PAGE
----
It has been claimed widely in the media that the resignation of the Secretary of State for International Development, Priti Patel MP is unprecedented; that the degree of division shown within the Conservative Party and Government is exceptional: that no other Minister has had to resign for undertaking a private Foreign Policy, unbeknownst to the Foreign Office, or indeed the Government.

Such things just do not happen.

Let us explore this proposition.

We do not need to cast our minds back far to see the Conservative party split asunder over Europe, so we may surmise there may be something wrong with the general proposition that current events in the Conservative Party are exceptional. This kind of activity is not unprecedented; even the pursuit of an unofficial foreign policy is not unprecedented in Conservative history, and we need not go deep into the history of 17th century Jacobitism or the Glorious Revolution to recall division, panic-stricken behaviour or independent, unofficial policy-making in Tory ranks.

The Conservative Party has form; indeed, this is the way Conservative Government tends to operate when under any pressure at all. The Conservative Party and its governments are subject to panic, while freelance activity is much closer to the Conservative norm in government than you may think. Freelance activity that is full of irony; in this current case, involving British policy in Israel, irony on an apocalyptic scale. Let us examine Conservatism’s real political past. Let us scroll back to that high-point of modern era Conservatism that the Conservative Party would rather we all forgot; and no, it isn’t Thatcher – let us remember the nineteen-thirties.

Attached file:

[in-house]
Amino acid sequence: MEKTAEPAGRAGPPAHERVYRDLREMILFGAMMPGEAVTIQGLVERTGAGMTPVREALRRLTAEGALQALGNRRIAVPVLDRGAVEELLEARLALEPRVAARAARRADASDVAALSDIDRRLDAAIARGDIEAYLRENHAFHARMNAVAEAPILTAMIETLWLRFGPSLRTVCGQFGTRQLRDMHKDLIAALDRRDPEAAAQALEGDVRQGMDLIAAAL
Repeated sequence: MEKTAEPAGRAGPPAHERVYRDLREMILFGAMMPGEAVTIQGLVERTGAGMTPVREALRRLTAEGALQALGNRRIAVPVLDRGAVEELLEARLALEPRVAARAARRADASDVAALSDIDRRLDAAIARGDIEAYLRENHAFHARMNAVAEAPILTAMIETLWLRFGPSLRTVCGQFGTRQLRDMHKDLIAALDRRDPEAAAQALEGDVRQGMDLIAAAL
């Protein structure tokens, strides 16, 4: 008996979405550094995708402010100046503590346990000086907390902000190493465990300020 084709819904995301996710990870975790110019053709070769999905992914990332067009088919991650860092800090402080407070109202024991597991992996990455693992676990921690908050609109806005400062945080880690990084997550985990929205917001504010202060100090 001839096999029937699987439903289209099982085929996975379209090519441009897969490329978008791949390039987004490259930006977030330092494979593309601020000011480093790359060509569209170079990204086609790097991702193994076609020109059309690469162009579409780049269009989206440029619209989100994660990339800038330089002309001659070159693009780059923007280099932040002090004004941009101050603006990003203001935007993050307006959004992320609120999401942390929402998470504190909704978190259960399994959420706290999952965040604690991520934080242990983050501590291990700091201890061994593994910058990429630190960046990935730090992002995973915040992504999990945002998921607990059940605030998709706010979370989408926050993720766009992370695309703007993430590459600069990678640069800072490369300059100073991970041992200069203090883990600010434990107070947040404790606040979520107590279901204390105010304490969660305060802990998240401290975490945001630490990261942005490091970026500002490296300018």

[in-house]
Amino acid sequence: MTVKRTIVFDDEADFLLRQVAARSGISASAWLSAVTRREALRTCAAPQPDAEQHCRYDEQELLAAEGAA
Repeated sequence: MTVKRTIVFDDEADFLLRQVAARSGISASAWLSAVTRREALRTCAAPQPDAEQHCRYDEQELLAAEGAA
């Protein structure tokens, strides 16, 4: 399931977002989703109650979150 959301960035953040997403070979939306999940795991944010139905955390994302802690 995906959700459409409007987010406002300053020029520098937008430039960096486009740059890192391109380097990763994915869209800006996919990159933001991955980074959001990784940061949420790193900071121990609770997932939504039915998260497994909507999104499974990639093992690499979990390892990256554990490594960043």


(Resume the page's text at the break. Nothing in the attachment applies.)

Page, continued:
The first ever Director of Research of the Conservative Party was appointed in 1930; Sir Joseph Ball (1885-1961), the first British ‘spin-doctor’. Sir Joseph Ball worked for MI5. Here are some of the activities with which it is alleged he was associated, all of it mysterious, most of it murky, or seedy, or worse; although interestingly a full accounting of his life and work has yet to be written; perhaps for fairly obvious political reasons. Who really knows what Joseph Ball may have done? I don’t, I merely try to identify here some of his cryptic appearances on the shadowy fringes of the historical record; with Joseph Ball reality is always going to remain elusive. He was not a man likely to leave an audit-trail. Historians are disarmed.

Ball is largely “credited” with involvement in what is understood to be the forgery of the ‘Zinoviev letter’ by MI5 agents, and specifically for leaking the letter both to the press in 1924, and for delivering it to Conservative Central Office; four days before the General Election, a deft intervention that probably ensured the defeat of Ramsay MacDonald’s Labour Government. This probably made Joseph Ball’s reputation in the Conservative Party. Later in the 1920s he ran an intelligence operation for the Conservative Party that seems to have included running agents, even inside the Labour Party HQ. He was a master of black propaganda.